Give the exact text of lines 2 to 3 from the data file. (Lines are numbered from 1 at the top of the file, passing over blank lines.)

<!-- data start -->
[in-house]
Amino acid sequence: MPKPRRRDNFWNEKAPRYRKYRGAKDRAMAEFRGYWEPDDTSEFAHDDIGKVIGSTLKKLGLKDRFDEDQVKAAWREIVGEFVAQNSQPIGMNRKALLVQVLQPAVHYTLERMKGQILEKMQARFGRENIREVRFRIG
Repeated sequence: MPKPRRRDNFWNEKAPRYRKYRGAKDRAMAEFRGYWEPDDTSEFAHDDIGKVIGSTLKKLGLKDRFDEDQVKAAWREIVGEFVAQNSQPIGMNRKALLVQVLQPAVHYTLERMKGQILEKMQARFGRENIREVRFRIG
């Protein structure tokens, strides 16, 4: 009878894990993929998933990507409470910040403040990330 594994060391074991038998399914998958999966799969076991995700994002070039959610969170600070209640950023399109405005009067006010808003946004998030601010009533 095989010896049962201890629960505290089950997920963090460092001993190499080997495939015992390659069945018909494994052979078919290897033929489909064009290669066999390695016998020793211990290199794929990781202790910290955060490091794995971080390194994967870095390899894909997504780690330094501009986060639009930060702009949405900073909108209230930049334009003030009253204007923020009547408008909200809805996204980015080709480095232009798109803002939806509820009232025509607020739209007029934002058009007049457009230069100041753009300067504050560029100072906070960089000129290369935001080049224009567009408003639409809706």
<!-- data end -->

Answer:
Amino acid sequence: MPKPRRRDNFWNEKAPRYRKYRGAKDRAMAEFRGYWEPDDTSEFAHDDIGKVIGSTLKKLGLKDRFDEDQVKAAWREIVGEFVAQNSQPIGMNRKALLVQVLQPAVHYTLERMKGQILEKMQARFGRENIREVRFRIG
Repeated sequence: MPKPRRRDNFWNEKAPRYRKYRGAKDRAMAEFRGYWEPDDTSEFAHDDIGKVIGSTLKKLGLKDRFDEDQVKAAWREIVGEFVAQNSQPIGMNRKALLVQVLQPAVHYTLERMKGQILEKMQARFGRENIREVRFRIG